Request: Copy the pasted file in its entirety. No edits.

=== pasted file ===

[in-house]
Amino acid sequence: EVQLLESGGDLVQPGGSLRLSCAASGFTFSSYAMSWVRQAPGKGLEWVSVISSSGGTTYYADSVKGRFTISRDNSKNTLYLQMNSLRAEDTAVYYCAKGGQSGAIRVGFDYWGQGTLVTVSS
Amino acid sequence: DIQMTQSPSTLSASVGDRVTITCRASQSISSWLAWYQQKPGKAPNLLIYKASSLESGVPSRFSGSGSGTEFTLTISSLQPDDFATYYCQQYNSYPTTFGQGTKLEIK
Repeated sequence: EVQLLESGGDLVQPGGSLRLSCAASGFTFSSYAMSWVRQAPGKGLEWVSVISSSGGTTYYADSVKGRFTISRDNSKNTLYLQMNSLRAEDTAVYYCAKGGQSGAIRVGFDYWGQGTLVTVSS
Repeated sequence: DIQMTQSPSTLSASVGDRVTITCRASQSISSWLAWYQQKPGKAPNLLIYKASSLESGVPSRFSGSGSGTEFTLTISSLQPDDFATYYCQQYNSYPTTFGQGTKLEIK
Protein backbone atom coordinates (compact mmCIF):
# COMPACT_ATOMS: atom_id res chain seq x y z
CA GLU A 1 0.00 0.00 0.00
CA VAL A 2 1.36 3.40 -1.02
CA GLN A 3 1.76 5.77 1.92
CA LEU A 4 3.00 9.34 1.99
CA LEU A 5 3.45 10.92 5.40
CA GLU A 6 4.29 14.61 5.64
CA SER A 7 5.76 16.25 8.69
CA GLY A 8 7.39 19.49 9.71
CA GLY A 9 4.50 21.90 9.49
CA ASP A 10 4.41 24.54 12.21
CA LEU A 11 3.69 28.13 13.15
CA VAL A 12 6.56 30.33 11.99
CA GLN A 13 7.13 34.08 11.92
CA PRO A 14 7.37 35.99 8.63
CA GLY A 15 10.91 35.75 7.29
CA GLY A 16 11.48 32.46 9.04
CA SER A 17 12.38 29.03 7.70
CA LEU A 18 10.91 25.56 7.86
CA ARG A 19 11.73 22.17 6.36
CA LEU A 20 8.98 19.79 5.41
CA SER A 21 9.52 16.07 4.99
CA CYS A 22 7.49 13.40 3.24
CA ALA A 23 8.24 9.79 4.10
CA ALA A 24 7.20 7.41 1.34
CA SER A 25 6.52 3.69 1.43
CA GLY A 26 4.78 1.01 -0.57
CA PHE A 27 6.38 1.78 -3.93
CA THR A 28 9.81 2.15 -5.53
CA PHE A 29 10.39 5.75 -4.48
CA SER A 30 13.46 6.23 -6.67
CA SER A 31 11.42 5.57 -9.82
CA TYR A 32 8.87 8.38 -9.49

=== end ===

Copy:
[in-house]
Amino acid sequence: EVQLLESGGDLVQPGGSLRLSCAASGFTFSSYAMSWVRQAPGKGLEWVSVISSSGGTTYYADSVKGRFTISRDNSKNTLYLQMNSLRAEDTAVYYCAKGGQSGAIRVGFDYWGQGTLVTVSS
Amino acid sequence: DIQMTQSPSTLSASVGDRVTITCRASQSISSWLAWYQQKPGKAPNLLIYKASSLESGVPSRFSGSGSGTEFTLTISSLQPDDFATYYCQQYNSYPTTFGQGTKLEIK
Repeated sequence: EVQLLESGGDLVQPGGSLRLSCAASGFTFSSYAMSWVRQAPGKGLEWVSVISSSGGTTYYADSVKGRFTISRDNSKNTLYLQMNSLRAEDTAVYYCAKGGQSGAIRVGFDYWGQGTLVTVSS
Repeated sequence: DIQMTQSPSTLSASVGDRVTITCRASQSISSWLAWYQQKPGKAPNLLIYKASSLESGVPSRFSGSGSGTEFTLTISSLQPDDFATYYCQQYNSYPTTFGQGTKLEIK
Protein backbone atom coordinates (compact mmCIF):
# COMPACT_ATOMS: atom_id res chain seq x y z
CA GLU A 1 0.00 0.00 0.00
CA VAL A 2 1.36 3.40 -1.02
CA GLN A 3 1.76 5.77 1.92
CA LEU A 4 3.00 9.34 1.99
CA LEU A 5 3.45 10.92 5.40
CA GLU A 6 4.29 14.61 5.64
CA SER A 7 5.76 16.25 8.69
CA GLY A 8 7.39 19.49 9.71
CA GLY A 9 4.50 21.90 9.49
CA ASP A 10 4.41 24.54 12.21
CA LEU A 11 3.69 28.13 13.15
CA VAL A 12 6.56 30.33 11.99
CA GLN A 13 7.13 34.08 11.92
CA PRO A 14 7.37 35.99 8.63
CA GLY A 15 10.91 35.75 7.29
CA GLY A 16 11.48 32.46 9.04
CA SER A 17 12.38 29.03 7.70
CA LEU A 18 10.91 25.56 7.86
CA ARG A 19 11.73 22.17 6.36
CA LEU A 20 8.98 19.79 5.41
CA SER A 21 9.52 16.07 4.99
CA CYS A 22 7.49 13.40 3.24
CA ALA A 23 8.24 9.79 4.10
CA ALA A 24 7.20 7.41 1.34
CA SER A 25 6.52 3.69 1.43
CA GLY A 26 4.78 1.01 -0.57
CA PHE A 27 6.38 1.78 -3.93
CA THR A 28 9.81 2.15 -5.53
CA PHE A 29 10.39 5.75 -4.48
CA SER A 30 13.46 6.23 -6.67
CA SER A 31 11.42 5.57 -9.82
CA TYR A 32 8.87 8.38 -9.49